As crafters, we enjoy nothing more than a cosy afternoon creating yuletide greetings for loved ones, but where and when did this tradition start? Keep reading for some fact nuggets that make for interesting Christmas trivia!
Where it all started
In 1843, a civil servant named Sir Henry Cole created the first Christmas card. He helped set up the Public Record Office, now known as the Post Office, and before Cole established this new postal service, only rich people could afford to use it. However, the development of railways meant that post could be transported in greater quantities across larger distances, making way for the Penny Post in 1840. After Cole’s work on making it accessible for everyone, he sought a way for people to actually use it, and the first Christmas card was born.
Cole developed the idea with the help of an artist friend, John Horsley. The first card that they made depicted generous people caring for the poor on two outer panels, with a family celebrating Christmas in the middle section. It was accompanied by a classic festive sentiment, one which we still adorn our cards with today. Only around 1,000 copies were made and sold for one shilling, which now equates to around twelve pence.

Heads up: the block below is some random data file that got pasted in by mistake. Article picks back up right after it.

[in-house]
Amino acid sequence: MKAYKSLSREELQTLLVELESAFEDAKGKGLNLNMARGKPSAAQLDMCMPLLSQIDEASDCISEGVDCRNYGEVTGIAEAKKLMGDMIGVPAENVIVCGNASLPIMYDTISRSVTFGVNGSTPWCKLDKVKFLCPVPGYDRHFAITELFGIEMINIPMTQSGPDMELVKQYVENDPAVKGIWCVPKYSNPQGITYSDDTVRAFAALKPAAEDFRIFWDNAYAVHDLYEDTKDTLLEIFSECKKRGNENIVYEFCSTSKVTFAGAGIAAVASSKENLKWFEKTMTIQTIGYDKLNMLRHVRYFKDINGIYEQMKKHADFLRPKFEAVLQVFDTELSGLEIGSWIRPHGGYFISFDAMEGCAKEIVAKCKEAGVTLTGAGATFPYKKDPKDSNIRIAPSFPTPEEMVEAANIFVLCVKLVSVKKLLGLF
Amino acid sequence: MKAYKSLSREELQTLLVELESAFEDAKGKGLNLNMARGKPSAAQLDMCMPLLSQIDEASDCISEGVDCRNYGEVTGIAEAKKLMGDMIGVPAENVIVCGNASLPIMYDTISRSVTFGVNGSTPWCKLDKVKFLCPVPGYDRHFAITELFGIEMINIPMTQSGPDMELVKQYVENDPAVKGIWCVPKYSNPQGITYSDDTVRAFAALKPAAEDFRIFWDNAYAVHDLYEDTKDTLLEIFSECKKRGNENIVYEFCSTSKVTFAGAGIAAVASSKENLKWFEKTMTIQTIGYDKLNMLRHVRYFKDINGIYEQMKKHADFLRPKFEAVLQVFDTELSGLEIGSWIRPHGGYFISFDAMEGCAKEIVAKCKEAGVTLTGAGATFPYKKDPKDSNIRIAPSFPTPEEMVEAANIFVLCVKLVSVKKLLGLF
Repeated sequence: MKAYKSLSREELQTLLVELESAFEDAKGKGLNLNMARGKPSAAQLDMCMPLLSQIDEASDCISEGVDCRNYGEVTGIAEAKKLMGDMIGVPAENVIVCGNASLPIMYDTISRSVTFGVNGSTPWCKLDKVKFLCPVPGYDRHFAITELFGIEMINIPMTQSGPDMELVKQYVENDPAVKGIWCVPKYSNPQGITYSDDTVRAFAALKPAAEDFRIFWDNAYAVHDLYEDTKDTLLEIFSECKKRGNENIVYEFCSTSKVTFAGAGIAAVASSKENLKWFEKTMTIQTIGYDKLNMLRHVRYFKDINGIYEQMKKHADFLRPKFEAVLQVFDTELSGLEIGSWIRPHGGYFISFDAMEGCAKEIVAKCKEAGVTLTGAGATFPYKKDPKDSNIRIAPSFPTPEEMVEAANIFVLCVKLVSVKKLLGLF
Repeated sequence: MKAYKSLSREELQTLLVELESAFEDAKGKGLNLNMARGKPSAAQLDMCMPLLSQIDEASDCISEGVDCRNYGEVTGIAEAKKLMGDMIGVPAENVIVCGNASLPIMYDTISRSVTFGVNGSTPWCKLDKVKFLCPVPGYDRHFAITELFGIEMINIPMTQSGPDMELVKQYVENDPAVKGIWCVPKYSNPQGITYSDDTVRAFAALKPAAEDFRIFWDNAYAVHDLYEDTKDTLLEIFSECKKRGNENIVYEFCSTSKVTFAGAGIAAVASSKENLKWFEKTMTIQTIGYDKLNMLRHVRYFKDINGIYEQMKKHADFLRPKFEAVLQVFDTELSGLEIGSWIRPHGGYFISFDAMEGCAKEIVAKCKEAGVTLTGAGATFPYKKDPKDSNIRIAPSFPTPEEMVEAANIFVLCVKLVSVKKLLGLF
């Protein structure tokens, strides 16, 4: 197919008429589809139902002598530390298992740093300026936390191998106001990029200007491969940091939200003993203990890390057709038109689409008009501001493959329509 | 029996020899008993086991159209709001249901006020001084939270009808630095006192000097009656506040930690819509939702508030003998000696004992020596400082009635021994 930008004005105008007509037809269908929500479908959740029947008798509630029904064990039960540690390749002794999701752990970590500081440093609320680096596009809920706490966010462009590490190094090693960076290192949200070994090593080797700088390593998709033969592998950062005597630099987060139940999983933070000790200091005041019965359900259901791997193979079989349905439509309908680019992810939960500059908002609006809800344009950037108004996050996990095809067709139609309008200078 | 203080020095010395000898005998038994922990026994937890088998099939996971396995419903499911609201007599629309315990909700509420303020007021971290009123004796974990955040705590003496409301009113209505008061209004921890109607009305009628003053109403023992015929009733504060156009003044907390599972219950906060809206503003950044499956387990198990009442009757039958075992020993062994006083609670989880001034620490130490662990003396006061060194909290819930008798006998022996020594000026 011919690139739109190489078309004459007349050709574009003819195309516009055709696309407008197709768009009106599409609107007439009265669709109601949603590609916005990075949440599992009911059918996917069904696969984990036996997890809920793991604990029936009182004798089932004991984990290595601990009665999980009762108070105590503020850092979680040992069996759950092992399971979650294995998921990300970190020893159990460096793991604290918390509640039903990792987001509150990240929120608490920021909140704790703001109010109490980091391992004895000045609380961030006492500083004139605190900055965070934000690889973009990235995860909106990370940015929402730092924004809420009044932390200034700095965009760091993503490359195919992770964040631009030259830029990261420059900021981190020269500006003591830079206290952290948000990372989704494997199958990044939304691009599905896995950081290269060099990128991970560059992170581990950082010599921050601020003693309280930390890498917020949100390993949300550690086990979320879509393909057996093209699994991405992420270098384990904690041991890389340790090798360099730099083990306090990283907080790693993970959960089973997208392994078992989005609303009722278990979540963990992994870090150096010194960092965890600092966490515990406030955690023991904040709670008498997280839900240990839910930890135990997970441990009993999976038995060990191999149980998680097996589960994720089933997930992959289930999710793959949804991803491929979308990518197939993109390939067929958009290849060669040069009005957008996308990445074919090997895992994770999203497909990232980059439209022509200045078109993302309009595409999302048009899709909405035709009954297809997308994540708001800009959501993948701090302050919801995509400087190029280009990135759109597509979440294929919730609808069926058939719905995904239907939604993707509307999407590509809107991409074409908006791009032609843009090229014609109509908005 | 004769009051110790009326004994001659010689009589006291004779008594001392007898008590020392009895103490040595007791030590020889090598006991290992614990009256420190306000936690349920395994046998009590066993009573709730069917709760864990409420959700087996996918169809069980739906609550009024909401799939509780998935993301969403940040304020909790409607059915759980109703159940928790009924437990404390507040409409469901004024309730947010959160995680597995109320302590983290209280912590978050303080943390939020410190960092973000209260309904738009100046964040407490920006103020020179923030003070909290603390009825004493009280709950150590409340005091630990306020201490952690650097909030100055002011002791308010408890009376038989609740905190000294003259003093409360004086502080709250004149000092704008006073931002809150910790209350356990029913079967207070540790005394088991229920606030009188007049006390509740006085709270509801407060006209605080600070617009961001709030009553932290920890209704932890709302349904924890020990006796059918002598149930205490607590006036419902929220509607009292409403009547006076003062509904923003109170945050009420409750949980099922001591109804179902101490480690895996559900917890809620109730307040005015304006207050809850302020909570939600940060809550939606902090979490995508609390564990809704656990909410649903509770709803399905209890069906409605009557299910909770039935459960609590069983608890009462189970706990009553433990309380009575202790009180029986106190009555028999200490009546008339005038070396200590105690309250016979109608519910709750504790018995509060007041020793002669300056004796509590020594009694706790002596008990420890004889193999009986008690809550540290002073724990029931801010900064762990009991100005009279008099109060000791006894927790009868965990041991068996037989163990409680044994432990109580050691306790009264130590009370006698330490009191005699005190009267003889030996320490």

Within 30 years, the commercialisation of the season had begun, and eventually, the Christmas card became popular in different countries, including Germany and the US. Printing technology developed, meaning more cards could be produced, and by 1870 the cost of the card and postage was only around half a penny.
Did You Know…
Die-cutting was also developed by the Victorians and used to create elaborately shaped cards. New technology made way for methods that combined colour, metallic inks and fabric appliqué.
Some of the classic designs that we associate with Christmas cards started back in the 19th Century, and many of these motifs still decorate our festive greetings. Nativity scenes were popular in the early versions, and illustrations of robins in the snow were also favoured by many.
To get you inspired by this 176-year old tradition, we’ve picked a selection of our favourite Christmas designs greetings that you can carefully craft for your nearest and dearest.
For the animal-lovers out there, this card adorable card is only uses a few materials
Adorning the classic robin, this design is a beautiful way to illustrate your cards
Christmas crackers were another tradition started in the Victorian era. Make your own with this simple project
Put a modern spin on Christmas cards with this contemporary design to brighten up the festive season
Whip up this decorated set with a botanical card, gift wrap and matching candle holder